PRODUCTION DESIGN PORN: Sir Ken Adam

BAFTA’s tribute to Ken Adam took place this past Monday night on the occasion of Ken Adam’s 90th birthday. As one of the most creative and imaginative production designers to ever live, not many people are more deserving of a gala celebrating their work than Sir Ken Adam. Born in Germany in 1921, he relocated with his family to England in 1934, where he studied at the Bartlett School of Architecture. He started his prolific film career in 1948 as a draftsman and eventually went on to production design a whopping 44 movies, some of his most memorable being the seven James Bond films he designed. Every film Ken Adam has designed has not only been gorgeous but also incredibly expansive, giving the directors and cinematographers more to play with in terms of shots, light and composition which is no small feat. For his efforts and contributions to the cinematic landscape the Art Director’s Guild awarded him a Lifetime Achievement Award in 2002 and he’s been awarded with 2 BAFTAs (Dr. Strangelove and The Ipcress File) and 2 Academy Awards (Barry Lyndon and The Madness of King George). In 2003, he was knighted by the Queen, the only Production Designer to ever receive this high honour. Take a look at some of Sir Ken Adam’s breathtaking creations.


Around the World in Eighty Days (1956)

Director: Michael Anderson | Art Director: James W. Sullivan | Set Decorator: Ross Dowd

Dr. No (1962)

Director: Terence Young | Art Director: Syd Cain

Dr. Strangelove or: How I Learned to Stop Worrying and Love the Bomb (1964)

Director: Stanley Kubrick | Art Director: Peter Murton

Goldfinger (1964)

Director: Guy Hamilton | Art Director: Peter Murton

The Ipcress File (1965)

Director: Sidney J. Furie | Art Director: Peter Murton

Thunderball (1965)

Director: Terence Young | Art Director: Peter Murton | Set Decorator: Peter Lamont

You Only Live Twice (1967)

Director: Lewis Gilbert | Art Director: Harry Pottle

Chitty Chitty Bang Bang (1968)

Director: Ken Hughes | Art Director: Harry Pottle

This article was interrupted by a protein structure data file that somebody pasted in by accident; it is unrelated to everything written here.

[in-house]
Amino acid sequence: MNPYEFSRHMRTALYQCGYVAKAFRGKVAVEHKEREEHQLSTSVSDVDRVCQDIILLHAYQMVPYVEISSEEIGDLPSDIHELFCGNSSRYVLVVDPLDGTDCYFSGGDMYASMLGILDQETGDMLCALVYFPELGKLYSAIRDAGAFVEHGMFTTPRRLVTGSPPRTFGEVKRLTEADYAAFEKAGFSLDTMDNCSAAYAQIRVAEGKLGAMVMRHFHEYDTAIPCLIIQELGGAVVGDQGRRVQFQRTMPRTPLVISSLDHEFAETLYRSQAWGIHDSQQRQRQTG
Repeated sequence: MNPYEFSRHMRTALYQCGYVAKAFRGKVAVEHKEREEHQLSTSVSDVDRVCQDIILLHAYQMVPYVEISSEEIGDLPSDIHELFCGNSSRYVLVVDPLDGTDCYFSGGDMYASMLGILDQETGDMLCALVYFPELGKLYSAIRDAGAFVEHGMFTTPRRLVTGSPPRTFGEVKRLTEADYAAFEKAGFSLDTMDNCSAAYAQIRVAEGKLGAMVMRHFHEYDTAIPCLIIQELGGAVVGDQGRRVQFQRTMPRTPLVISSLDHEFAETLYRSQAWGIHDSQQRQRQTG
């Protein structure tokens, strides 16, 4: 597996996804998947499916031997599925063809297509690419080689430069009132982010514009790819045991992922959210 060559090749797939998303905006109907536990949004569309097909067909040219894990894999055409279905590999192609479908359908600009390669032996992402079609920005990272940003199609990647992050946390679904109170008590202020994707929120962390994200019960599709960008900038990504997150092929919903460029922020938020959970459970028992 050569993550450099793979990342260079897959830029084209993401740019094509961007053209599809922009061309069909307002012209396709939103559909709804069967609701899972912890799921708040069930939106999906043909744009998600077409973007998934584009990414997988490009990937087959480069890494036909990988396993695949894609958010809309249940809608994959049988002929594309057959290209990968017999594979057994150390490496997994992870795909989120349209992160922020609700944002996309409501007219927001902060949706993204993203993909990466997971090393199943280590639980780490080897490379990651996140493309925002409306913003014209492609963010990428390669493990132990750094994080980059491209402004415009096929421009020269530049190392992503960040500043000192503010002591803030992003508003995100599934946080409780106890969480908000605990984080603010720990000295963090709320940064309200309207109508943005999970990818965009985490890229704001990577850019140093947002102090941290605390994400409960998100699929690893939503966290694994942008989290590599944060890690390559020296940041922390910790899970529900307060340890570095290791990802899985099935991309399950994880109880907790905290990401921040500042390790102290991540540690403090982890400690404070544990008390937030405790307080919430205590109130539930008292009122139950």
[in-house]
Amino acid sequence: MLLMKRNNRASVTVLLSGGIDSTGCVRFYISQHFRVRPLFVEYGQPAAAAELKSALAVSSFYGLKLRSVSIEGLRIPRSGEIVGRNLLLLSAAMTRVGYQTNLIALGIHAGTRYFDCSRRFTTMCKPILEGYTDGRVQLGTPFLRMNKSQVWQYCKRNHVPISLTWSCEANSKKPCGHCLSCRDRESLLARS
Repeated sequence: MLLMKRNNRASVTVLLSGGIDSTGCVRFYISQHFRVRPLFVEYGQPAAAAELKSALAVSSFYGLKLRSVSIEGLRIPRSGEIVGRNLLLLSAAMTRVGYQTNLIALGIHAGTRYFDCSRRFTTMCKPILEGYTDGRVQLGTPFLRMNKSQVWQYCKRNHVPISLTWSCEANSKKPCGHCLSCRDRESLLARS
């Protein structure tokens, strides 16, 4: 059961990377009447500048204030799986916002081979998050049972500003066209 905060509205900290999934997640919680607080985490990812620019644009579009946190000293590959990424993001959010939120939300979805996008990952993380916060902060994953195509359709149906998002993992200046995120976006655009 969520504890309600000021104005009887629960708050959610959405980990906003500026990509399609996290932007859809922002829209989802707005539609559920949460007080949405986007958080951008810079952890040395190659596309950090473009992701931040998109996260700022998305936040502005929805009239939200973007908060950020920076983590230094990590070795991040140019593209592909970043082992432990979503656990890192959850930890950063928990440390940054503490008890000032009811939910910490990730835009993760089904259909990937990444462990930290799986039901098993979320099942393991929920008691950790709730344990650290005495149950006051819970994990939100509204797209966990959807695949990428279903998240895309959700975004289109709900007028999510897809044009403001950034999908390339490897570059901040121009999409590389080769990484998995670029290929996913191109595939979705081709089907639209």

Diamonds are Forever (1971)

Director: Guy Hamilton | Art Directors: Bill Kenney, Jack Maxsted | Set Decorator: John P. Austin, Peter Lamont

Sleuth (1972)

Director: Joseph L. Mankiewicz | Art Director: Peter Lamont | Set Decorator: John Jarvis

Barry Lyndon (1975)

Director: Stanley Kubrick | Art Director: Roy Walker

The Spy Who Loved Me (1977)

Director: Lewis Gilbert | Art Director: Peter Lamont | Set Decorator: Hugh Scaife

Moonraker (1979)

Director: Lewis Gilbert | Art Directors: Charles Bishop, Max Douy | Set Decorator: Peter Howitt

Addams Family Values (1994)

Director: Barry Sonnenfeld | Art Director: William J.Durrell Jr. | Set Decorator: Marvin March

The Madness of King George (1994)

Director: Nicholas Hytner | Art Directors: Martin Childs, John Fenner | Set Decorator: Carolyn Scott

Taking Sides (2001)

Director: István Szabó | Art Director: Anja Müller | Set Decorator: Bernhard Henrich


My favourite Ken Adam set is the War Room from Dr. Strangelove. What’s your favourite set Ken Adam has designed?

Alison Hickey

Posted by Alison Harmsworth

Alison Harmsworth is a set designer based in Toronto. Her credits include 'Schitt's Creek', 'Good Witch', 'A Christmas Horror Story', 'Remedy', and 'Spun Out'.

  1. Barry Lyndon. He changed the perception that period films could only be made in the studio and made a beautiful demonstration that just because a film is shot on location doesn’t mean you do not need a production designer.

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  2. The Ken Adam set in Dr. Strangelove is very sleek and realistic, in that, it might have existed. Being trained in architecture definitely shows and inspired Ken’s sets, but more so was his constant desire to produce in different design vocabularies. I think his sets and models produced for the movies Dr. No, The Spy Who Loved Me and Moonraker are the most exceptional. Also, I am sure there were others on his art team that contributed and may remain uncredited.

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  3. […] always been a big fan of large, cavernous spaces (possibly a hangover from seeing Ken Adams magnificent set designs, especially in the Bond movies). After asking permission from a couple of Transport for London […]

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